It is the advantage of the invention that according to the overlapping of the neighbored arms of the legs there is a mutual support engagement and thus the resistance of distortion of a pair of overlapping arms of the legs is increased. This results in an overall higher stability of the carrier strip. This advantage is reached without additional efforts due to the fact, that according to claim 3 the separation of the legs as well as their bending about the inner fold lines is done in one shearingbending action, which also results in a lengthening of the legs. Based on a center-to-center spacing of the contact pins of 0.050 inches and a thickness of the contact pins of 0.024 inches the arms of the legs have a width of about 0.012 inches. Due to the inventionary shearing-bending action with a tool with respective punch and die geometry the material is distorted in the shearing area in the sense of a broadening of the legs in comparison to the cut line spacing. By this means the result is the mutual overlap and support of the legs.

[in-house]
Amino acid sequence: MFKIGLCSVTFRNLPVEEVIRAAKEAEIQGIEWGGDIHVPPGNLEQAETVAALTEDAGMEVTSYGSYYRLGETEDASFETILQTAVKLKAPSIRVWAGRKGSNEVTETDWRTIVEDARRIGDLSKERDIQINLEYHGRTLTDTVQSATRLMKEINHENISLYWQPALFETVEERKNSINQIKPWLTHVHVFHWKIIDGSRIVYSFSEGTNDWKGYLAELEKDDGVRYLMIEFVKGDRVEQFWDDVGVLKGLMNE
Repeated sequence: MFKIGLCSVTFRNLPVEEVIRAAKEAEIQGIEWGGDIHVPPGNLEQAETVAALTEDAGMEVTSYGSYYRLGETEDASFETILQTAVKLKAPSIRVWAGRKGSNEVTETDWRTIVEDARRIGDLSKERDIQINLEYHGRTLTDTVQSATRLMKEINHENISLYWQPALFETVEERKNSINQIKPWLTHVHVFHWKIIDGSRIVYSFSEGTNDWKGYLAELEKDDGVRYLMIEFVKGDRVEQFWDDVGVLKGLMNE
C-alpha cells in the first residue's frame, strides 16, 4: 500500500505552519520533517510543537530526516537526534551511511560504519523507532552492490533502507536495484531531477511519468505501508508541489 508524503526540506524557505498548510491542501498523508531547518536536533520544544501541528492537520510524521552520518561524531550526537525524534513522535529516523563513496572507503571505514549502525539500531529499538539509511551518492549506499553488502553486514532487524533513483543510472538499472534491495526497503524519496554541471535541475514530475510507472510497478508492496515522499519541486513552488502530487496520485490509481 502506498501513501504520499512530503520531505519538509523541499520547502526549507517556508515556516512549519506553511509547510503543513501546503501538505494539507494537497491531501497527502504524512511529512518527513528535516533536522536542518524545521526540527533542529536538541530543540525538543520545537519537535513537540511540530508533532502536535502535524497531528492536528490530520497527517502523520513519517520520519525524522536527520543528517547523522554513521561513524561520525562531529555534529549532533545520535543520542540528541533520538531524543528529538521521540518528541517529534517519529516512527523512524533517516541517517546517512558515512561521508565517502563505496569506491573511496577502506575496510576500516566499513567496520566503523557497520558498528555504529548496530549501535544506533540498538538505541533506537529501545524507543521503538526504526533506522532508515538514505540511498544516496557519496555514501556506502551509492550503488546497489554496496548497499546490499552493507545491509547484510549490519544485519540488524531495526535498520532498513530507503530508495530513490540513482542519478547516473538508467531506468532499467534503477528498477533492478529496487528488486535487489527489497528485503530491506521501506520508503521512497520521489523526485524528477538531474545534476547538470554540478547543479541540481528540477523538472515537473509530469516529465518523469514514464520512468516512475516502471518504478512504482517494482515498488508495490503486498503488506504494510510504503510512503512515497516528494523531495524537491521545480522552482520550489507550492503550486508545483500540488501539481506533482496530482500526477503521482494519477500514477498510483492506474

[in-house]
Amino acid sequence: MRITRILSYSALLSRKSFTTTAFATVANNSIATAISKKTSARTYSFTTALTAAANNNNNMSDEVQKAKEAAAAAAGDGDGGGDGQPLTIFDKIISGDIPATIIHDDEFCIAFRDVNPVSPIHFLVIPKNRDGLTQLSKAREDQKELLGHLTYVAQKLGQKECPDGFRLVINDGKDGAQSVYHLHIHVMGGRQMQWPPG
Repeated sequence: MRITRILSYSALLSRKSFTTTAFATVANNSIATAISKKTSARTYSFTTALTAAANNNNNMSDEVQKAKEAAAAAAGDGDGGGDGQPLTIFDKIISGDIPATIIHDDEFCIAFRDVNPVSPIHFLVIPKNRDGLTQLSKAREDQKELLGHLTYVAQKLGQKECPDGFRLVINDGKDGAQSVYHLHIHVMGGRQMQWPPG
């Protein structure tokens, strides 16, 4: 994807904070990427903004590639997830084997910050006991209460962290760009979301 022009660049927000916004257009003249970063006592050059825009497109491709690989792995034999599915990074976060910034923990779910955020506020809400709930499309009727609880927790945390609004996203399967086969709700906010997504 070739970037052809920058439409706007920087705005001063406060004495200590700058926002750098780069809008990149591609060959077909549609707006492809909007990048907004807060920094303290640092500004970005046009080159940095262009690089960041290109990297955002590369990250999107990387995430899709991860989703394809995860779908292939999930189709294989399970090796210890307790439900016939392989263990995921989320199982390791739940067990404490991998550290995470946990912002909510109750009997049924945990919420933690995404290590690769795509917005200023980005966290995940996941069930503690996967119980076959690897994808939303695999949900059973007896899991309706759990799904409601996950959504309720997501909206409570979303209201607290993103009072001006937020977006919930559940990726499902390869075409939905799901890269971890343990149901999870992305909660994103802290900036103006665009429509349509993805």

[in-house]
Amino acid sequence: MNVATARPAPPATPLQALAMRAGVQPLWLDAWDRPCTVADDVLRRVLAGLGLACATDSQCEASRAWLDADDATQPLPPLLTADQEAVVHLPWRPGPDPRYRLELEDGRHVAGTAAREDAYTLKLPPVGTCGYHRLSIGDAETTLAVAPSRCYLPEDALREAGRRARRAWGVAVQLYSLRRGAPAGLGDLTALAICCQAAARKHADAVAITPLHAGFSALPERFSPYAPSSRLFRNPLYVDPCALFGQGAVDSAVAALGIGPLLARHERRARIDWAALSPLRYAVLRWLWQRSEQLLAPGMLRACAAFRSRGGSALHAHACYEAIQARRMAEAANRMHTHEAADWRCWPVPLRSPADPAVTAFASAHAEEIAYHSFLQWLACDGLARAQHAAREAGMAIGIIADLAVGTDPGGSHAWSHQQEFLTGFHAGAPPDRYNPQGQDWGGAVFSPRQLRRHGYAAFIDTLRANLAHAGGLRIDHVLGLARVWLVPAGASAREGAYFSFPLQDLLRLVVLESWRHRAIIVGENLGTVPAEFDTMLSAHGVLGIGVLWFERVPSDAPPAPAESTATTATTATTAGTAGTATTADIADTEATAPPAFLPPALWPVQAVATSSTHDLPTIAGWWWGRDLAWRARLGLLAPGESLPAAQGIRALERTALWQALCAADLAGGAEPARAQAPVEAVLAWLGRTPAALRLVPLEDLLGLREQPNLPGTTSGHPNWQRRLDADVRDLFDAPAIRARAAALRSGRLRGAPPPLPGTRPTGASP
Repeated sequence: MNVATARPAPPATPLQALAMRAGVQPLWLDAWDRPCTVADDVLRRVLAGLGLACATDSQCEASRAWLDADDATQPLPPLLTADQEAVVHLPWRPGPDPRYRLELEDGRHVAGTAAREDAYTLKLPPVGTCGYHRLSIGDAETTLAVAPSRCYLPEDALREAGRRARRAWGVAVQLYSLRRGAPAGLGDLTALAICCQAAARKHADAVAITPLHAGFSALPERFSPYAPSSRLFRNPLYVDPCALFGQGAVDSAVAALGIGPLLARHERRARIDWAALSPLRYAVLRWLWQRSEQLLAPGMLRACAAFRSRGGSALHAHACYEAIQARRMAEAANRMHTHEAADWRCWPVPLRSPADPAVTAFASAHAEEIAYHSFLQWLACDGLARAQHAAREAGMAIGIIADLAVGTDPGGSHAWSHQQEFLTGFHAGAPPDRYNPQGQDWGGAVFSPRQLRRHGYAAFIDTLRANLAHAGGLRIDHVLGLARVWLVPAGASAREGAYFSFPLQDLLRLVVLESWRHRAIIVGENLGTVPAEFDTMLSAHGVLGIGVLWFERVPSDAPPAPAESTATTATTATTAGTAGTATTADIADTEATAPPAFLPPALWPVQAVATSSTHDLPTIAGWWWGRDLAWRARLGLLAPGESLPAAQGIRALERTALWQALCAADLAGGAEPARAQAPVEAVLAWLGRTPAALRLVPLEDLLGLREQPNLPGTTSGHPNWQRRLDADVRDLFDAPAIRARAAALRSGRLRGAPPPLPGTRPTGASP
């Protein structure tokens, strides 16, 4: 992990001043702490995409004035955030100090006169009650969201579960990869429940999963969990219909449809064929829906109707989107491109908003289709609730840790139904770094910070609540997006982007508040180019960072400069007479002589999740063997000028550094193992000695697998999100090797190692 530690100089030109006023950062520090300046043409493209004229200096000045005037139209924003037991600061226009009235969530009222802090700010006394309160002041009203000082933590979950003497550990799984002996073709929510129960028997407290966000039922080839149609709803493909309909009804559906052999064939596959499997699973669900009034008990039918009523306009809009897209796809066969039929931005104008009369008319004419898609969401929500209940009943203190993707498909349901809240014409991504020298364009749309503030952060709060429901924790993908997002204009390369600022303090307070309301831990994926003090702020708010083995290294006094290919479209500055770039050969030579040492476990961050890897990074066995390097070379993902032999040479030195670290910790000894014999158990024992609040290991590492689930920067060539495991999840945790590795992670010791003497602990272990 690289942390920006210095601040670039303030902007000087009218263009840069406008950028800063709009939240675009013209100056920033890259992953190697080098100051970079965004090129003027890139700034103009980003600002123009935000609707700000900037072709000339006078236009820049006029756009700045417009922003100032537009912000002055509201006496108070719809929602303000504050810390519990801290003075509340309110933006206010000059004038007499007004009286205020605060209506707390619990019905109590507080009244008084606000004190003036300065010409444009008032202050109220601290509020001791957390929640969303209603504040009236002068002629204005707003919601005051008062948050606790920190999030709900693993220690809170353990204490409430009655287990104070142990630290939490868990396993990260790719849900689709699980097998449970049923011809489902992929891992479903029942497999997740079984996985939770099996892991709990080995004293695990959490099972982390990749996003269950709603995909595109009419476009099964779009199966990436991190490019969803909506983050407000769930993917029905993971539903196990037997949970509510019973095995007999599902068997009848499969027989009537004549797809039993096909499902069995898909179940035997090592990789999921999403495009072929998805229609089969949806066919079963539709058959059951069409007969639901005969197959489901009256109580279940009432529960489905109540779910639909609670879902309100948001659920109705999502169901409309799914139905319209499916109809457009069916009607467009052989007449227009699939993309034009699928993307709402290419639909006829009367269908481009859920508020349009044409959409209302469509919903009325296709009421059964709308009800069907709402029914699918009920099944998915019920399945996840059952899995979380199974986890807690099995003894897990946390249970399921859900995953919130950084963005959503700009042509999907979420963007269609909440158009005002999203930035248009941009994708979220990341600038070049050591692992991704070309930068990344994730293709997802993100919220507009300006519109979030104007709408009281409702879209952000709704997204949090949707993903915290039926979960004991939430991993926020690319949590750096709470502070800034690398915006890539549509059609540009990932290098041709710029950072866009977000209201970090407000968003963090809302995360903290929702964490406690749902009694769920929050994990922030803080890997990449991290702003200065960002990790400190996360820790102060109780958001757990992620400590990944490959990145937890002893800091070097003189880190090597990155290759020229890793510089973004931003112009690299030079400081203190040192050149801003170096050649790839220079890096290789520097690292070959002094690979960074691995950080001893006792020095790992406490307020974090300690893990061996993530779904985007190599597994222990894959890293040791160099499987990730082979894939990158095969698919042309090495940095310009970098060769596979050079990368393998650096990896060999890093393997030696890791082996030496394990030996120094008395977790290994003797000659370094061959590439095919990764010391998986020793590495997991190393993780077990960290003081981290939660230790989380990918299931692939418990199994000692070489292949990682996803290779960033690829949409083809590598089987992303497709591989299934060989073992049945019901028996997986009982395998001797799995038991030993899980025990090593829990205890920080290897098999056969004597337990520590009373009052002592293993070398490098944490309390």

Last but not least it is a further object of the invention to provide a method for manufacturing a carrier strip, wherein both side contours of the strip are punched to form a series of recesses at each side of the strips whereafter a series of legs is formed at each side of the strip by a cutting between each pair of recesses and the legs are bent upwardly around staggered inner and outer fold lines on each side of the base portion of the strip, which fold lines being transversely offset one from another by an amount that bottom edges of all recesses are on the same level above the base portion, and wherein cutting of the strip and bending of the legs around the inner fold lines is performed by a common shearing-bending action in which the legs are broadened in longitudinal direction and after having bent upwardly the remaining legs around both outer folding lines, each leg bent around one fold line overlaps a pair of adjacent legs bent around the other fold line on each side of the strip.